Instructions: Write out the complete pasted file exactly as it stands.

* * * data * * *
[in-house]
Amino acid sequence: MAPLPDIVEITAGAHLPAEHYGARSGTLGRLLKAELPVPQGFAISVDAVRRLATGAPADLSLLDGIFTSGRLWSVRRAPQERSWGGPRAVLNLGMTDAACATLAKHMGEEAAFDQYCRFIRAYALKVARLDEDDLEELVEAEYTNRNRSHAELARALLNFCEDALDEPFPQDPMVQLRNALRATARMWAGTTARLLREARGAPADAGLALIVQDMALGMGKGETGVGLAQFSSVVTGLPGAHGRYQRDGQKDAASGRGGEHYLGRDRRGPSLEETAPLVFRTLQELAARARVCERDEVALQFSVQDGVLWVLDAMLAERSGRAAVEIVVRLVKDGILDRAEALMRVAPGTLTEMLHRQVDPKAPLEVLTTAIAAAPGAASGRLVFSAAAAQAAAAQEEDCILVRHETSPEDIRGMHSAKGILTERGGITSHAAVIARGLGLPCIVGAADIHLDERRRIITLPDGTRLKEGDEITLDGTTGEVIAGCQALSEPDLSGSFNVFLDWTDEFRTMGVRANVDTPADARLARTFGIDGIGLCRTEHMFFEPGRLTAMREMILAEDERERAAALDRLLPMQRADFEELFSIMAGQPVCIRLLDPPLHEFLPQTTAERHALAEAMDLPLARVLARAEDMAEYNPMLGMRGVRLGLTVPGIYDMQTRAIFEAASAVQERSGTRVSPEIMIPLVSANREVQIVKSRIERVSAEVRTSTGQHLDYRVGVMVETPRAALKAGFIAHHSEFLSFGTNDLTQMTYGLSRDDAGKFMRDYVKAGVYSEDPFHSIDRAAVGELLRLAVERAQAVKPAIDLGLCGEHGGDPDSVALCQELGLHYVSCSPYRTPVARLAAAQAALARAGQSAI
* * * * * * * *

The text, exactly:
[in-house]
Amino acid sequence: MAPLPDIVEITAGAHLPAEHYGARSGTLGRLLKAELPVPQGFAISVDAVRRLATGAPADLSLLDGIFTSGRLWSVRRAPQERSWGGPRAVLNLGMTDAACATLAKHMGEEAAFDQYCRFIRAYALKVARLDEDDLEELVEAEYTNRNRSHAELARALLNFCEDALDEPFPQDPMVQLRNALRATARMWAGTTARLLREARGAPADAGLALIVQDMALGMGKGETGVGLAQFSSVVTGLPGAHGRYQRDGQKDAASGRGGEHYLGRDRRGPSLEETAPLVFRTLQELAARARVCERDEVALQFSVQDGVLWVLDAMLAERSGRAAVEIVVRLVKDGILDRAEALMRVAPGTLTEMLHRQVDPKAPLEVLTTAIAAAPGAASGRLVFSAAAAQAAAAQEEDCILVRHETSPEDIRGMHSAKGILTERGGITSHAAVIARGLGLPCIVGAADIHLDERRRIITLPDGTRLKEGDEITLDGTTGEVIAGCQALSEPDLSGSFNVFLDWTDEFRTMGVRANVDTPADARLARTFGIDGIGLCRTEHMFFEPGRLTAMREMILAEDERERAAALDRLLPMQRADFEELFSIMAGQPVCIRLLDPPLHEFLPQTTAERHALAEAMDLPLARVLARAEDMAEYNPMLGMRGVRLGLTVPGIYDMQTRAIFEAASAVQERSGTRVSPEIMIPLVSANREVQIVKSRIERVSAEVRTSTGQHLDYRVGVMVETPRAALKAGFIAHHSEFLSFGTNDLTQMTYGLSRDDAGKFMRDYVKAGVYSEDPFHSIDRAAVGELLRLAVERAQAVKPAIDLGLCGEHGGDPDSVALCQELGLHYVSCSPYRTPVARLAAAQAALARAGQSAI